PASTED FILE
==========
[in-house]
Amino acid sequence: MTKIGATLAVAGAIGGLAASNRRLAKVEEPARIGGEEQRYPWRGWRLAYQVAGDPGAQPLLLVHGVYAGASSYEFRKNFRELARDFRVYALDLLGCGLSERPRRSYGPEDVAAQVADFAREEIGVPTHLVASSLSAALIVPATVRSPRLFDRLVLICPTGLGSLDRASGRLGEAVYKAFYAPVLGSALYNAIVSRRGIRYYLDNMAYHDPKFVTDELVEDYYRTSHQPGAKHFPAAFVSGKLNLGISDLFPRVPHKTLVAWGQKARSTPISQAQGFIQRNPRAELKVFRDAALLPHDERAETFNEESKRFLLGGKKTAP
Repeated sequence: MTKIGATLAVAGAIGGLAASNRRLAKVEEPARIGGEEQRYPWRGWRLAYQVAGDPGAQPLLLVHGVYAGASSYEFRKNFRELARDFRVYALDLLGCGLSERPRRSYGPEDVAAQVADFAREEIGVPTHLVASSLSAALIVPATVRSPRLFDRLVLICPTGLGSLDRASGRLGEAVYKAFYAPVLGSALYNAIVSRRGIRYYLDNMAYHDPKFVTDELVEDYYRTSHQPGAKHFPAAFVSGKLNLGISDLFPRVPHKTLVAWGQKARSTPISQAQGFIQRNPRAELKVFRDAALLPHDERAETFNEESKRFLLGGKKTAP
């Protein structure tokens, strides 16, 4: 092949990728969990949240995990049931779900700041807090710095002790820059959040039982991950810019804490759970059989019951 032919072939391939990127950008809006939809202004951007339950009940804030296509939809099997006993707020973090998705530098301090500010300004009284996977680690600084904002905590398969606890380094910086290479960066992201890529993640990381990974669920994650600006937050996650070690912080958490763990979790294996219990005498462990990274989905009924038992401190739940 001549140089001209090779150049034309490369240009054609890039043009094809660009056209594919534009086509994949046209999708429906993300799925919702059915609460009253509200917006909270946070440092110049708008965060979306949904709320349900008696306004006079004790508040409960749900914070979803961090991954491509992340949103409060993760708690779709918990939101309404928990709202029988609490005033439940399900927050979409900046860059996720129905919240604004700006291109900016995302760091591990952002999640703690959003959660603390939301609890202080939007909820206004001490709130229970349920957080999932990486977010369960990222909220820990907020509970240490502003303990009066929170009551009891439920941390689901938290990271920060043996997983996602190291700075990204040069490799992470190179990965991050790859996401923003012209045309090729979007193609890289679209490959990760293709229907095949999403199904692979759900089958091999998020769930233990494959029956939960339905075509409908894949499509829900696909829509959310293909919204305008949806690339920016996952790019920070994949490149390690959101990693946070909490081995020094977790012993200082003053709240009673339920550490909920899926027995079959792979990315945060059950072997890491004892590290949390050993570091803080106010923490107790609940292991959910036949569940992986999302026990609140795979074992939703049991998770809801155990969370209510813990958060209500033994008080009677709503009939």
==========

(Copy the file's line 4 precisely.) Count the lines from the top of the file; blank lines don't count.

């Protein structure tokens, strides 16, 4: 092949990728969990949240995990049931779900700041807090710095002790820059959040039982991950810019804490759970059989019951 032919072939391939990127950008809006939809202004951007339950009940804030296509939809099997006993707020973090998705530098301090500010300004009284996977680690600084904002905590398969606890380094910086290479960066992201890529993640990381990974669920994650600006937050996650070690912080958490763990979790294996219990005498462990990274989905009924038992401190739940 001549140089001209090779150049034309490369240009054609890039043009094809660009056209594919534009086509994949046209999708429906993300799925919702059915609460009253509200917006909270946070440092110049708008965060979306949904709320349900008696306004006079004790508040409960749900914070979803961090991954491509992340949103409060993760708690779709918990939101309404928990709202029988609490005033439940399900927050979409900046860059996720129905919240604004700006291109900016995302760091591990952002999640703690959003959660603390939301609890202080939007909820206004001490709130229970349920957080999932990486977010369960990222909220820990907020509970240490502003303990009066929170009551009891439920941390689901938290990271920060043996997983996602190291700075990204040069490799992470190179990965991050790859996401923003012209045309090729979007193609890289679209490959990760293709229907095949999403199904692979759900089958091999998020769930233990494959029956939960339905075509409908894949499509829900696909829509959310293909919204305008949806690339920016996952790019920070994949490149390690959101990693946070909490081995020094977790012993200082003053709240009673339920550490909920899926027995079959792979990315945060059950072997890491004892590290949390050993570091803080106010923490107790609940292991959910036949569940992986999302026990609140795979074992939703049991998770809801155990969370209510813990958060209500033994008080009677709503009939």